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Infrared radiation-induced matrix metalloproteinase in human skin: implications for protection.

Infrared radiation-induced matrix metalloproteinase in human skin: implications for protection

Schroeder P, Lademann J, Darvin ME et al.

J Invest Dermatol, 2008, 128, 2491-2497

Photodamage is one of the leading contributors to skin ageing and the formation of fine lines and wrinkles, and the mechanism by which this occurs is under intense investigation. Infrared radiation (760-1440nm) is a major component of sunlight, with approximately 30% of total solar energy reaching the earth's surface within the IR range [1]. In addition, human skin may be exposed to infrared radiation from UV or IR irradiation devices, which are increasingly being used for medical purposes and tanning. A careful study of the clinical relevance of infrared irradiation of human skin is lacking. Although recently published data indicate that infrared radiation triggers a different group of pathways compared to UVB in skin, in fact infrared radiation causes the formation of reactive oxygen species (ROS) within the mitochondria since it can be inhibited by the antioxidant MitoQ [2], with a concomitant increase in the expression of matrix metalloproteinase 1 (MMP-1). As there is no associated increase in the tissue-specific inhibitor of MMP-1 (TIMP), the imbalance results in destruction of types I and III collagen, as well as of elastin, which is known to contribute to the signs of photoageing. To date, this has been demonstrated in vitro and this study is the first to investigate these pathways in vivo, and with the use of Raman spectroscopic measurement of the cutaneous concentration of carotenoid antioxidants in skin, provides evidence that the effect of infrared radiation in vivo may be mediated by an oxidative stress response.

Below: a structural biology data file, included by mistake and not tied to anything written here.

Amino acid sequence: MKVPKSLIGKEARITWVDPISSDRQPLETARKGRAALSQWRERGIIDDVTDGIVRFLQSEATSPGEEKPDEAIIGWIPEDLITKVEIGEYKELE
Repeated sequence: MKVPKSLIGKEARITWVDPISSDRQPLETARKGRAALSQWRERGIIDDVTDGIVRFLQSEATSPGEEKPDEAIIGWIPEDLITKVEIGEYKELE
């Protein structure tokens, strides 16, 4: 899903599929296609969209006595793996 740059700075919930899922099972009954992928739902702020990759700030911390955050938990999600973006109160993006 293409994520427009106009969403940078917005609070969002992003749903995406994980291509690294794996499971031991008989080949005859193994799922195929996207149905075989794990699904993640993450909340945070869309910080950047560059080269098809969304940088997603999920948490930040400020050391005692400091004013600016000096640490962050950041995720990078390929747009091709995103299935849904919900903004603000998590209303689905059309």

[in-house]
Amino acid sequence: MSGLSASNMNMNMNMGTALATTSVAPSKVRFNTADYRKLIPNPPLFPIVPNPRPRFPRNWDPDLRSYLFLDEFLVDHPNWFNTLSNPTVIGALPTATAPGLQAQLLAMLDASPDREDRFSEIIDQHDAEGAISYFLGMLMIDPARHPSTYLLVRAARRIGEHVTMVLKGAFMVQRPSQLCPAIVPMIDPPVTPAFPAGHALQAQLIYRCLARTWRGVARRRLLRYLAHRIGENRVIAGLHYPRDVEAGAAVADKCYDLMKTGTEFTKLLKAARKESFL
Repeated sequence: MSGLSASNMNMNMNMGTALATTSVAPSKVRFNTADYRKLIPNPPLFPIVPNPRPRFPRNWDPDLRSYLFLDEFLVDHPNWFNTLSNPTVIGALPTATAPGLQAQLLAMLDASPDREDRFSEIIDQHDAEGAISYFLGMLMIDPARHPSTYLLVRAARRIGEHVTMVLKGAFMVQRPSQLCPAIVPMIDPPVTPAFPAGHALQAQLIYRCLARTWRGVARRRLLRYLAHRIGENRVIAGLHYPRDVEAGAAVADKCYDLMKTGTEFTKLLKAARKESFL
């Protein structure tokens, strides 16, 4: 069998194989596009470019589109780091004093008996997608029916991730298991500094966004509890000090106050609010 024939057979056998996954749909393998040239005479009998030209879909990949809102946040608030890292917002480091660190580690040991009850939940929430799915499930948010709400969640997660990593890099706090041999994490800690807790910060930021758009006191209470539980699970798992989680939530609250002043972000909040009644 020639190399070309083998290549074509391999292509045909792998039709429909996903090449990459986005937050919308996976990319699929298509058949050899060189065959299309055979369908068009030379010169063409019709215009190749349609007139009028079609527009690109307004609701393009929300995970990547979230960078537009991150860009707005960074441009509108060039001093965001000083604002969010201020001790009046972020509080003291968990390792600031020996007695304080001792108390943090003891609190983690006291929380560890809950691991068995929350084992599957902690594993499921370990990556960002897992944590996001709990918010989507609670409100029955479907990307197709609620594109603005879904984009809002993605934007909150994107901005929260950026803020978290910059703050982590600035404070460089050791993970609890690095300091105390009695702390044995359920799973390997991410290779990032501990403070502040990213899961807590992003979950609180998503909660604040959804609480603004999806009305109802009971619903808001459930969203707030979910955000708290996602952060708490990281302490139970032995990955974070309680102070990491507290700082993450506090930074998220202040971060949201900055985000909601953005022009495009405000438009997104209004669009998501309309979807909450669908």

In this work, buttock skin was exposed to a single dose of infrared radiation at 360-720 J/[cm.sup.2] emitting light between 760 and 1440nm. This was compared to untreated skin. There was an infrared radiation-induced increase in dermal MMP-1, measured by three different assays: an increase in MMP mRNA by real-time PCR, an increase in protein expression using immunofluorescence microscopy, and western blot analysis. There was no obvious correlation between skin type of the donor and infrared radiation response, however, there was interindividual variation in response to infrared radiation with 20% of individuals not showing any response. The infrared radiation produced a significant decline in antioxidant content of skin measured by Raman spectroscopy within 5 minutes of treatment. At later time points (e.g. 24-h post irradiation) skin antioxidant capacity had fully recovered. Several antioxidants were tested for their ability to mitigate the infrared radiation-induced response; and those found to provide a benefit included vitamin C, epicatechin and epigallocatechin gallate, while vitamin E did not. A mixture of antioxidants (made from grape seed extract, ubiquinone, vitamin C, vitamin E) was also tested. This mixture diminished infrared radiation-induced MMP-1 mRNA expression in a highly reproducible dose-dependent manner. However, when applied in vivo prior to infrared radiation, the response was reduced by 25-100%.

Based on the data presented, the authors recommend that the use of artificial infrared radiation devices such as those used in this study is unethical and should be legally restricted. The authors comment that similar devices are promoted and sold for fat reduction and skin rejuvenation techniques.


[1.] Kochevar IE, Taylor CR, Krutmann J. Fundamentals of cutaneous photobiology and photoimmunology. In Fitzpatrick's Dermatology in General Medicine (Wolff K, Goldsmith LA, Katz SI et al., eds). 7th edn. McGraw-HIll, New York, 2007.

[2.] Schroeder P, Pohl C, Calles et al. Cellular response to infrared radiation involves retrograde mitochondrial signaling. Free Radic Biol Med, 2007, 43, 128-135.
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Author:Knaggs, H.E.
Publication:Clinical Dermatology
Date:Dec 1, 2008
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